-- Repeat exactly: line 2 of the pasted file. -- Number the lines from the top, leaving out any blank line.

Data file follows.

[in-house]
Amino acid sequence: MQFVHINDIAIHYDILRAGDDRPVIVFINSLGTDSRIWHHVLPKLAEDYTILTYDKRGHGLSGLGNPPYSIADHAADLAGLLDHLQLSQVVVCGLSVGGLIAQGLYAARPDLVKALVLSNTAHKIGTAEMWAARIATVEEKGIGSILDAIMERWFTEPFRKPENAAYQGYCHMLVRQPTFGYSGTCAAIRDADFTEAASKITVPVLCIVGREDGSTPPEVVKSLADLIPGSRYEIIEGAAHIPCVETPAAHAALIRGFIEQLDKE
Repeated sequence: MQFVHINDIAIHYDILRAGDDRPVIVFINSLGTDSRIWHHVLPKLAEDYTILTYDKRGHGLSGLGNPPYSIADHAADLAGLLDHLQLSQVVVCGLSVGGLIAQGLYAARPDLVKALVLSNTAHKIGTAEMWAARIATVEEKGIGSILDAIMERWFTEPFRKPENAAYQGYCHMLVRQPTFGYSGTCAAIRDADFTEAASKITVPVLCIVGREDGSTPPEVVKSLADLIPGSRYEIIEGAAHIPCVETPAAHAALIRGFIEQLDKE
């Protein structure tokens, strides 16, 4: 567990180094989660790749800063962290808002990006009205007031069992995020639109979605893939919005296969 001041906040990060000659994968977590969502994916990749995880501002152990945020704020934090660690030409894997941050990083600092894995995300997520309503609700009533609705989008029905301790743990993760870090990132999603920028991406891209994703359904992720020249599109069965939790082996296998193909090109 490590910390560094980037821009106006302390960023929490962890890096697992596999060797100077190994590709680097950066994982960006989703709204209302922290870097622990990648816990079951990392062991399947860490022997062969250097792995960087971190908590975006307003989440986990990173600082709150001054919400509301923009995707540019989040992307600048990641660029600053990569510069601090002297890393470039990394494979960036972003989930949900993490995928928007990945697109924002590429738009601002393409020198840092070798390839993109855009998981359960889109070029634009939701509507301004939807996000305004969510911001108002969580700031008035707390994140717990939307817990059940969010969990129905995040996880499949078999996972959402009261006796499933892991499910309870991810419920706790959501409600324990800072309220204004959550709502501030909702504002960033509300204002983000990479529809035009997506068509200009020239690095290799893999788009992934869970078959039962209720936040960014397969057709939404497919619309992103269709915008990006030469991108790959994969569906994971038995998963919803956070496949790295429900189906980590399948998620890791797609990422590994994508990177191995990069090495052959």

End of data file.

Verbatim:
Amino acid sequence: MQFVHINDIAIHYDILRAGDDRPVIVFINSLGTDSRIWHHVLPKLAEDYTILTYDKRGHGLSGLGNPPYSIADHAADLAGLLDHLQLSQVVVCGLSVGGLIAQGLYAARPDLVKALVLSNTAHKIGTAEMWAARIATVEEKGIGSILDAIMERWFTEPFRKPENAAYQGYCHMLVRQPTFGYSGTCAAIRDADFTEAASKITVPVLCIVGREDGSTPPEVVKSLADLIPGSRYEIIEGAAHIPCVETPAAHAALIRGFIEQLDKE